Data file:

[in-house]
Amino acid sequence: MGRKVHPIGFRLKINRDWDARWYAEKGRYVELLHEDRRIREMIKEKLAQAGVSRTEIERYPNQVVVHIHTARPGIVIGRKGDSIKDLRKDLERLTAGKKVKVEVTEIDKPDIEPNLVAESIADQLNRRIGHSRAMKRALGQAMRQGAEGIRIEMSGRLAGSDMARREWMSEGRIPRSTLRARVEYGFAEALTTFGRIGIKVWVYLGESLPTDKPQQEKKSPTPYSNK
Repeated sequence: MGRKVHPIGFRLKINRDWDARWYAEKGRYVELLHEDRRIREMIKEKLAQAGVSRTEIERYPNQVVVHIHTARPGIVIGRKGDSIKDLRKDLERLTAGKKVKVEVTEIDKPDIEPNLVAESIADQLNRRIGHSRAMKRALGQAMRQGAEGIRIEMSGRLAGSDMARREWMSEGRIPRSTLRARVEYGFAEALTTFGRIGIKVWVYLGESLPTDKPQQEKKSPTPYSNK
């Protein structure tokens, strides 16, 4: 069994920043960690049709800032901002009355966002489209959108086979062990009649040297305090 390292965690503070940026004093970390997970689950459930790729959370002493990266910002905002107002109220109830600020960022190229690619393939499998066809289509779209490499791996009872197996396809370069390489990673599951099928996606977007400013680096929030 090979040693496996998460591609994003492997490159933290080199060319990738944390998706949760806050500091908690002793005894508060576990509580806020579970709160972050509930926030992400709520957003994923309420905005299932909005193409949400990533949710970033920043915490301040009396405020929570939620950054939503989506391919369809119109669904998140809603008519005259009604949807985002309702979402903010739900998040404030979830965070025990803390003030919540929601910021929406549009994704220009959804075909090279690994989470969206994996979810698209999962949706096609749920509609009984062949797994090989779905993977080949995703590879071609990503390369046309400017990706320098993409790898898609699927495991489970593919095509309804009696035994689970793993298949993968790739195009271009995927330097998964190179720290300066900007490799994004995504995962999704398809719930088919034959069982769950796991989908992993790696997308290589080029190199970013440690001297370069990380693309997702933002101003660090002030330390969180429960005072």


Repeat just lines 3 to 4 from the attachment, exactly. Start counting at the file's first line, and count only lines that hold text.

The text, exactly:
Repeated sequence: MGRKVHPIGFRLKINRDWDARWYAEKGRYVELLHEDRRIREMIKEKLAQAGVSRTEIERYPNQVVVHIHTARPGIVIGRKGDSIKDLRKDLERLTAGKKVKVEVTEIDKPDIEPNLVAESIADQLNRRIGHSRAMKRALGQAMRQGAEGIRIEMSGRLAGSDMARREWMSEGRIPRSTLRARVEYGFAEALTTFGRIGIKVWVYLGESLPTDKPQQEKKSPTPYSNK
């Protein structure tokens, strides 16, 4: 069994920043960690049709800032901002009355966002489209959108086979062990009649040297305090 390292965690503070940026004093970390997970689950459930790729959370002493990266910002905002107002109220109830600020960022190229690619393939499998066809289509779209490499791996009872197996396809370069390489990673599951099928996606977007400013680096929030 090979040693496996998460591609994003492997490159933290080199060319990738944390998706949760806050500091908690002793005894508060576990509580806020579970709160972050509930926030992400709520957003994923309420905005299932909005193409949400990533949710970033920043915490301040009396405020929570939620950054939503989506391919369809119109669904998140809603008519005259009604949807985002309702979402903010739900998040404030979830965070025990803390003030919540929601910021929406549009994704220009959804075909090279690994989470969206994996979810698209999962949706096609749920509609009984062949797994090989779905993977080949995703590879071609990503390369046309400017990706320098993409790898898609699927495991489970593919095509309804009696035994689970793993298949993968790739195009271009995927330097998964190179720290300066900007490799994004995504995962999704398809719930088919034959069982769950796991989908992993790696997308290589080029190199970013440690001297370069990380693309997702933002101003660090002030330390969180429960005072």